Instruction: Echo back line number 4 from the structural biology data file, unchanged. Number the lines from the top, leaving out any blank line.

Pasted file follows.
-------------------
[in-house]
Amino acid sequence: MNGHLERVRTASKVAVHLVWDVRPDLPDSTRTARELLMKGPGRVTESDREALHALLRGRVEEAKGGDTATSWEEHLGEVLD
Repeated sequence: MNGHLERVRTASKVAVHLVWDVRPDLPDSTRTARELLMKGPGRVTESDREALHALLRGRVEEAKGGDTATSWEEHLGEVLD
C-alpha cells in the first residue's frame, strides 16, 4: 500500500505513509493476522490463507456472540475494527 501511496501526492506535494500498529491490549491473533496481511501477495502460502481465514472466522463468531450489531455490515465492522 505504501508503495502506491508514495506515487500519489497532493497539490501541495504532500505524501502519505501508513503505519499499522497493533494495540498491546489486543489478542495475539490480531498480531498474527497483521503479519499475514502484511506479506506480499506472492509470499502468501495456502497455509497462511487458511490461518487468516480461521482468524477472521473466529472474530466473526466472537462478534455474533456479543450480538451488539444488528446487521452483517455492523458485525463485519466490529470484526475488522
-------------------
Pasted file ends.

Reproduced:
C-alpha cells in the first residue's frame, strides 16, 4: 500500500505513509493476522490463507456472540475494527 501511496501526492506535494500498529491490549491473533496481511501477495502460502481465514472466522463468531450489531455490515465492522 505504501508503495502506491508514495506515487500519489497532493497539490501541495504532500505524501502519505501508513503505519499499522497493533494495540498491546489486543489478542495475539490480531498480531498474527497483521503479519499475514502484511506479506506480499506472492509470499502468501495456502497455509497462511487458511490461518487468516480461521482468524477472521473466529472474530466473526466472537462478534455474533456479543450480538451488539444488528446487521452483517455492523458485525463485519466490529470484526475488522